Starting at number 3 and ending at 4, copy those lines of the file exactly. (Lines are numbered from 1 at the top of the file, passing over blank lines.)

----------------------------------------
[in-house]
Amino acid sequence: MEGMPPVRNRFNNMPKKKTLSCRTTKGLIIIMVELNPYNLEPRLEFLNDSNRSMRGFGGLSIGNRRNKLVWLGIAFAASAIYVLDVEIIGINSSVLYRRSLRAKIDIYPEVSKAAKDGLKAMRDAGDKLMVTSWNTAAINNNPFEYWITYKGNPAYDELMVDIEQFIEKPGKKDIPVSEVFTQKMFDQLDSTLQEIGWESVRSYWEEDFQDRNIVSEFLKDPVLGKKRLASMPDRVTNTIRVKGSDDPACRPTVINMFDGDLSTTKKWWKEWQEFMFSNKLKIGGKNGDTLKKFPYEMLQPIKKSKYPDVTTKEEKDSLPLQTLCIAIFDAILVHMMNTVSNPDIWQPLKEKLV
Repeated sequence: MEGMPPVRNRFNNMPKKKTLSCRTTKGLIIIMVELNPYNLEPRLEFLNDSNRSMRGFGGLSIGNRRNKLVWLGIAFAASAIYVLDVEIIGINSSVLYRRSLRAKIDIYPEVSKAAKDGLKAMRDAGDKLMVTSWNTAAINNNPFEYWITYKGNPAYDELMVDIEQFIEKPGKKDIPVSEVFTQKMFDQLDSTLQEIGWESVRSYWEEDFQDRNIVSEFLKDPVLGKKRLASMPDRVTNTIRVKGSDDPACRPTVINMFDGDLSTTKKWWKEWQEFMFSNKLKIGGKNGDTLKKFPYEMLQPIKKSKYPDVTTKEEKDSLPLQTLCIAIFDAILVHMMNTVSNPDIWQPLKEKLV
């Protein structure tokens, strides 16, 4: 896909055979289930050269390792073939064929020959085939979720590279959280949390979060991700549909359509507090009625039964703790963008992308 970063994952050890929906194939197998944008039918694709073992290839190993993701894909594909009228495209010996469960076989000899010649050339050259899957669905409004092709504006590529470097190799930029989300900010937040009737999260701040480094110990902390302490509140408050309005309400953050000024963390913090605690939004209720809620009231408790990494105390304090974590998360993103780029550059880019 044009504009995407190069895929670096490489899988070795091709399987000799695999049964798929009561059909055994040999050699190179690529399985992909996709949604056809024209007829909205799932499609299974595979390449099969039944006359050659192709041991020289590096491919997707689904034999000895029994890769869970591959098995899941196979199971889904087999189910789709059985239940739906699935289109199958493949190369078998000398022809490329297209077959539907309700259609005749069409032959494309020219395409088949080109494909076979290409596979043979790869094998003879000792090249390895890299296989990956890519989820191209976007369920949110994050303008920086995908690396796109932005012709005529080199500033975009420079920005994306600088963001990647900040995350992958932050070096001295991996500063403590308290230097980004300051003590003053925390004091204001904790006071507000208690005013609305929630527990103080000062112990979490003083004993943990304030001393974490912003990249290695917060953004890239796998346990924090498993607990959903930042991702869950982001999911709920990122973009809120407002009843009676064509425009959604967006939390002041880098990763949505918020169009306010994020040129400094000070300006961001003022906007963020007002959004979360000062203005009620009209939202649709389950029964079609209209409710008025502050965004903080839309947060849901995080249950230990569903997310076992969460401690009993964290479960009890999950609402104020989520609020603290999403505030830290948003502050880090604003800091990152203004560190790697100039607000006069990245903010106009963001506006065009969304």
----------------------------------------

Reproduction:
Repeated sequence: MEGMPPVRNRFNNMPKKKTLSCRTTKGLIIIMVELNPYNLEPRLEFLNDSNRSMRGFGGLSIGNRRNKLVWLGIAFAASAIYVLDVEIIGINSSVLYRRSLRAKIDIYPEVSKAAKDGLKAMRDAGDKLMVTSWNTAAINNNPFEYWITYKGNPAYDELMVDIEQFIEKPGKKDIPVSEVFTQKMFDQLDSTLQEIGWESVRSYWEEDFQDRNIVSEFLKDPVLGKKRLASMPDRVTNTIRVKGSDDPACRPTVINMFDGDLSTTKKWWKEWQEFMFSNKLKIGGKNGDTLKKFPYEMLQPIKKSKYPDVTTKEEKDSLPLQTLCIAIFDAILVHMMNTVSNPDIWQPLKEKLV
């Protein structure tokens, strides 16, 4: 896909055979289930050269390792073939064929020959085939979720590279959280949390979060991700549909359509507090009625039964703790963008992308 970063994952050890929906194939197998944008039918694709073992290839190993993701894909594909009228495209010996469960076989000899010649050339050259899957669905409004092709504006590529470097190799930029989300900010937040009737999260701040480094110990902390302490509140408050309005309400953050000024963390913090605690939004209720809620009231408790990494105390304090974590998360993103780029550059880019 044009504009995407190069895929670096490489899988070795091709399987000799695999049964798929009561059909055994040999050699190179690529399985992909996709949604056809024209007829909205799932499609299974595979390449099969039944006359050659192709041991020289590096491919997707689904034999000895029994890769869970591959098995899941196979199971889904087999189910789709059985239940739906699935289109199958493949190369078998000398022809490329297209077959539907309700259609005749069409032959494309020219395409088949080109494909076979290409596979043979790869094998003879000792090249390895890299296989990956890519989820191209976007369920949110994050303008920086995908690396796109932005012709005529080199500033975009420079920005994306600088963001990647900040995350992958932050070096001295991996500063403590308290230097980004300051003590003053925390004091204001904790006071507000208690005013609305929630527990103080000062112990979490003083004993943990304030001393974490912003990249290695917060953004890239796998346990924090498993607990959903930042991702869950982001999911709920990122973009809120407002009843009676064509425009959604967006939390002041880098990763949505918020169009306010994020040129400094000070300006961001003022906007963020007002959004979360000062203005009620009209939202649709389950029964079609209209409710008025502050965004903080839309947060849901995080249950230990569903997310076992969460401690009993964290479960009890999950609402104020989520609020603290999403505030830290948003502050880090604003800091990152203004560190790697100039607000006069990245903010106009963001506006065009969304």